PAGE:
This was a prospective cohort study, carried out between October 2016 and April 2018. We recruited all women of childbearing age who completed pre-pregnancy examinations, had recent pregnancy intentions, and volunteered to participate in this study at the Obstetrics Clinic at Shengjing Hospital of China Medical University. As seen in Fig. 1, 253 women of child bearing age expressed an interest in participating in this study; of these, 247 were included in the final analysis (six women were excluded because they did not conceive naturally within three months or lost interest in the study). Based on this cohort, we carried out a longitudinal study to investigate the changes in blood indicators from pre-pregnancy to delivery. All participants received oral and written information relating to the study prior to participation and signed an informed consent form according to the standards of the Helsinki declaration. The study was approved by the Ethics Committee of Shengjing Hospital of China Medical University (Ethical reference number: 2017PS264K).

Fig. 1
figure 1

Flow chart of the selection of participants

Inclusion criteria

Subjects were included if they met the following criteria: (1) aged at least 18 years; (2) received normal laboratory reports prior to pregnancy (liver, kidney, and thyroid function tests; serum lipids; serum glucose; routine urine tests; human immunodeficiency virus antibody; syphilis antibody; hepatitis A antibody; hepatitis B serological markers; and hepatitis C antibodies); (3) conceived naturally within three months after pre-pregnancy examinations, devoid of pregnancy-related diseases, and accepted venous blood collection in strict accordance with birth cohort standards; and (4) fetal ultrasound examination was normal, and the newborn had no congenital diseases during one year of follow-up after birth.

Exclusion criteria

Exclusion criteria were determined in accordance with ‘Defining, Establishing, and Verifying Reference Intervals’ in the Clinical Laboratory; Approved Guidelines (Third edition) [10]. Subjects were excluded for the following reasons: (1) excessive drinking (average alcohol consumption > 30 g/day) or smoking (> 20 cigarettes/day), or the intake of drugs before and/or during pregnancy; (2) hypertension (systolic blood pressure > 140 mmHg and diastolic blood pressure > 90 mmHg) before and/or during pregnancy; (3) body mass index (BMI) ≥ 28 kg/m2 or ≤ 8.5 kg/m2 before pregnancy; (4) blood transfusion or blood donation within 6 months of pregnancy, or surgery within 4 months before pregnancy; (5) a history of recurrent pregnancy loss (≥ 3 consecutive losses), all types of fertility treatments, known or initially diagnosed abnormalities of the uterus or tubes, or ongoing drug abuse; (6) the use of medication within 2 weeks of blood collection; (7) diagnosed with cancer, impaired kidney function, diseases of the hepatic, endocrine, or cardiovascular systems, or other chronic diseases before or during pregnancy; or diagnosed acute illnesses during pregnancy; (8) a history of genetic disease; (9) complex pregnancies, such as twin or multiple pregnancies; or (10) low birth weight or preterm infants and 5 min Apgar scores < 7.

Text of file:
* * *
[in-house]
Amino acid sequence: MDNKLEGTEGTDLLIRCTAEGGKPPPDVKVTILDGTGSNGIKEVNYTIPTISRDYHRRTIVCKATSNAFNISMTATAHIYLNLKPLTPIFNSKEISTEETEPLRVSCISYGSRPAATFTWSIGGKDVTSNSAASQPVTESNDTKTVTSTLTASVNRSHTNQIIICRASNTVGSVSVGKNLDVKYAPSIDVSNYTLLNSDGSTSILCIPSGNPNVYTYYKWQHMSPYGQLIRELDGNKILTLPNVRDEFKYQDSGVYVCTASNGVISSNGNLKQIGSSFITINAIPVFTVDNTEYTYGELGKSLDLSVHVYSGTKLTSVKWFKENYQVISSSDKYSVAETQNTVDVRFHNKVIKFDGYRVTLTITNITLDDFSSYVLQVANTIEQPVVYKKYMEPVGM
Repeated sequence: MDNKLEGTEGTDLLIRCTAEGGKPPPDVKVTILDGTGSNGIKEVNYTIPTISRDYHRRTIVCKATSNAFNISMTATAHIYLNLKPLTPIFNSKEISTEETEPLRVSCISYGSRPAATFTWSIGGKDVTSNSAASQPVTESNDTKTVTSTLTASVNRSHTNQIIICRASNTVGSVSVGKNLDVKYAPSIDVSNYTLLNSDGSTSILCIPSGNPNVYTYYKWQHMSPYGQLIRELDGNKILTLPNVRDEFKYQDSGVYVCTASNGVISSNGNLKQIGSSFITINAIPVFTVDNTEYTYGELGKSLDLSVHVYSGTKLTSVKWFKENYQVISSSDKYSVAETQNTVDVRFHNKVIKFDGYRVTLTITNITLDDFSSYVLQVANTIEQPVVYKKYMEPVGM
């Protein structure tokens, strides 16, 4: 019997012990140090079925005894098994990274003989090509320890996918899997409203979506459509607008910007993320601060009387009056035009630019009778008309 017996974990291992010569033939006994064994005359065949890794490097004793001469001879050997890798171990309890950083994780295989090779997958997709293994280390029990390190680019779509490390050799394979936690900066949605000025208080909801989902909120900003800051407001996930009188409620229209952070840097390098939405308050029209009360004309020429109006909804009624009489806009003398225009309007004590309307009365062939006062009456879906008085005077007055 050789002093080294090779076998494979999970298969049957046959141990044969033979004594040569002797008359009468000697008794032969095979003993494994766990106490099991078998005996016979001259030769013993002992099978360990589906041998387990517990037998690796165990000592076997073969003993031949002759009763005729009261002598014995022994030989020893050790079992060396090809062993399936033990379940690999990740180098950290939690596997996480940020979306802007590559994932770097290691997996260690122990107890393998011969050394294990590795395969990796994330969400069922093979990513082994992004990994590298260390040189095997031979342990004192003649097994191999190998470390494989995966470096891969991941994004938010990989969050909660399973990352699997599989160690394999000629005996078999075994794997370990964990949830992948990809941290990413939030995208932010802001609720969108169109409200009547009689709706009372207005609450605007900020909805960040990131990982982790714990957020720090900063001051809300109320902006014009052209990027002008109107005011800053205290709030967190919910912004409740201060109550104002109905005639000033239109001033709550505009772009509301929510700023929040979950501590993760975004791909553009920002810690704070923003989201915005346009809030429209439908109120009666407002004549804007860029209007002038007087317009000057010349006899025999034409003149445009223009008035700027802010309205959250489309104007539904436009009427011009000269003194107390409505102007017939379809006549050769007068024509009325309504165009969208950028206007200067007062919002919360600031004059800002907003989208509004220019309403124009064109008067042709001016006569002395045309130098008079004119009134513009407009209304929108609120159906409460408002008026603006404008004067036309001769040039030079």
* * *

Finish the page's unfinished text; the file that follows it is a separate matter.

As shown in Fig. 1, at the end of follow-up, after excluding 127 participants, we included 120 women for the establishment of RIs.

Estimation of gestational age

All participants received transvaginal ultrasonography (GE Voluson E10, GE Healthcare, Solingen, Germany) at 7–12 weeks of pregnancy to accurately calculate the gestational age. The calculation of gestational age was based on the following formula: gestational age = crown-rump-length (cm) + 6.5 [11].

Blood sample collection

For each of the enrolled pregnant women, we collected 3 mL of fasting venous blood at ten time points (pre-pregnancy, gestational age ≤ 8 W, 8 W+1 to 12 W, 12 W+1 to 16 W, 16 W+1 to 20 W, 20 W+1 to 24 W, 24 W+1 to 28 W, 28 W+1 to 32 W, 32 W+1 to 36 W, and 36 W+1 to 40 W). During pregnancy, the time interval between two adjacent time points for blood collection was 4 weeks ± 2 days. Immediately after collection, blood samples were placed into serum separation tubes and centrifuged at 3500 g for 10 min. The samples were used in laboratory tests immediately thereafter. All testing indicators were determined within the stable period of preservation. The remaining serum was stored at − 70 °C to await further analysis.

Laboratory analysis